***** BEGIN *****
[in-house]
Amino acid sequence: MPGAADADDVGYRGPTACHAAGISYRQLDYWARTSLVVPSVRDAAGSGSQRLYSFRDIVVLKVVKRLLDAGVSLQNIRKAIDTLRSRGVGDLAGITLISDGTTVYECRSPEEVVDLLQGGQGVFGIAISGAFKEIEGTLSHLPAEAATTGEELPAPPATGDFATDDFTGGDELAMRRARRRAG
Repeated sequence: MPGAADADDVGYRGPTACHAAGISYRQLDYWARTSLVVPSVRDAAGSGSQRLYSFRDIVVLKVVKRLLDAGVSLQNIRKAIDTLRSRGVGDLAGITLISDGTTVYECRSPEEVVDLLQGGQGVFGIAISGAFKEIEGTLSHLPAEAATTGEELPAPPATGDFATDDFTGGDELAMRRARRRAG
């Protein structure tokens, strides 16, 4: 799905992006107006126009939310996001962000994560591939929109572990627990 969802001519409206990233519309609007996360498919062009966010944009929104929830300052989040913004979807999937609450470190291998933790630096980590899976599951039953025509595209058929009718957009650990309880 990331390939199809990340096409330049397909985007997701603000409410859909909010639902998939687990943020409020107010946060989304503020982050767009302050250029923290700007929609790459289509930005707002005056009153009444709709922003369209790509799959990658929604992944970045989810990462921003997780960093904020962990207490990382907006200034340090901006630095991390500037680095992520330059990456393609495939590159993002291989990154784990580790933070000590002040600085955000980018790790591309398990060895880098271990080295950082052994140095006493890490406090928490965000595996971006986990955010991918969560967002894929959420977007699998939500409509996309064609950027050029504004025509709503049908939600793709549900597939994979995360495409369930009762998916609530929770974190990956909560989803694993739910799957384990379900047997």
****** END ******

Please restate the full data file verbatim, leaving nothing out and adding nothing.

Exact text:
[in-house]
Amino acid sequence: MPGAADADDVGYRGPTACHAAGISYRQLDYWARTSLVVPSVRDAAGSGSQRLYSFRDIVVLKVVKRLLDAGVSLQNIRKAIDTLRSRGVGDLAGITLISDGTTVYECRSPEEVVDLLQGGQGVFGIAISGAFKEIEGTLSHLPAEAATTGEELPAPPATGDFATDDFTGGDELAMRRARRRAG
Repeated sequence: MPGAADADDVGYRGPTACHAAGISYRQLDYWARTSLVVPSVRDAAGSGSQRLYSFRDIVVLKVVKRLLDAGVSLQNIRKAIDTLRSRGVGDLAGITLISDGTTVYECRSPEEVVDLLQGGQGVFGIAISGAFKEIEGTLSHLPAEAATTGEELPAPPATGDFATDDFTGGDELAMRRARRRAG
């Protein structure tokens, strides 16, 4: 799905992006107006126009939310996001962000994560591939929109572990627990 969802001519409206990233519309609007996360498919062009966010944009929104929830300052989040913004979807999937609450470190291998933790630096980590899976599951039953025509595209058929009718957009650990309880 990331390939199809990340096409330049397909985007997701603000409410859909909010639902998939687990943020409020107010946060989304503020982050767009302050250029923290700007929609790459289509930005707002005056009153009444709709922003369209790509799959990658929604992944970045989810990462921003997780960093904020962990207490990382907006200034340090901006630095991390500037680095992520330059990456393609495939590159993002291989990154784990580790933070000590002040600085955000980018790790591309398990060895880098271990080295950082052994140095006493890490406090928490965000595996971006986990955010991918969560967002894929959420977007699998939500409509996309064609950027050029504004025509709503049908939600793709549900597939994979995360495409369930009762998916609530929770974190990956909560989803694993739910799957384990379900047997």